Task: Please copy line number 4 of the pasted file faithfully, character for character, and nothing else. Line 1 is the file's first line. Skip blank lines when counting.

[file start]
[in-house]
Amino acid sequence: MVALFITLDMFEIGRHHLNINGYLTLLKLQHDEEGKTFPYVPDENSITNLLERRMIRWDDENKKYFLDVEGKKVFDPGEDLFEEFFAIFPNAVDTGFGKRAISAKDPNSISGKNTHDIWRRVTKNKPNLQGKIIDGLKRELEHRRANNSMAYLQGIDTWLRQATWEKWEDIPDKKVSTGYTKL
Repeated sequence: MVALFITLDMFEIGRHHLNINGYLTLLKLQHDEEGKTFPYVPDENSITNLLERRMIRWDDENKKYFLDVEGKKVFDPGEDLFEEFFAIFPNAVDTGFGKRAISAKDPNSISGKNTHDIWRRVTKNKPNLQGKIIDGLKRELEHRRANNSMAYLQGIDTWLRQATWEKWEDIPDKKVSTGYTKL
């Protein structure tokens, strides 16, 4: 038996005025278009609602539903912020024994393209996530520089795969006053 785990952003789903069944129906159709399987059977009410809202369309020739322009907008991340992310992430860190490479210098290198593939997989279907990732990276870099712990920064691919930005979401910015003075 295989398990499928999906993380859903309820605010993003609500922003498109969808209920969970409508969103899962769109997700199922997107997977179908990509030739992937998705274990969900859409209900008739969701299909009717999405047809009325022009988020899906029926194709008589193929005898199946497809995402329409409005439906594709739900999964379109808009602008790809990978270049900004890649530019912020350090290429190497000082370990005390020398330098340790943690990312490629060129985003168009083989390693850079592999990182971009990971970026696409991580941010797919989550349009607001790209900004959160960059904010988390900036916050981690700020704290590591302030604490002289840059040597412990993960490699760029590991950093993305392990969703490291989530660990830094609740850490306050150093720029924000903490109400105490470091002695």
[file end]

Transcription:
């Protein structure tokens, strides 16, 4: 038996005025278009609602539903912020024994393209996530520089795969006053 785990952003789903069944129906159709399987059977009410809202369309020739322009907008991340992310992430860190490479210098290198593939997989279907990732990276870099712990920064691919930005979401910015003075 295989398990499928999906993380859903309820605010993003609500922003498109969808209920969970409508969103899962769109997700199922997107997977179908990509030739992937998705274990969900859409209900008739969701299909009717999405047809009325022009988020899906029926194709008589193929005898199946497809995402329409409005439906594709739900999964379109808009602008790809990978270049900004890649530019912020350090290429190497000082370990005390020398330098340790943690990312490629060129985003168009083989390693850079592999990182971009990971970026696409991580941010797919989550349009607001790209900004959160960059904010988390900036916050981690700020704290590591302030604490002289840059040597412990993960490699760029590991950093993305392990969703490291989530660990830094609740850490306050150093720029924000903490109400105490470091002695």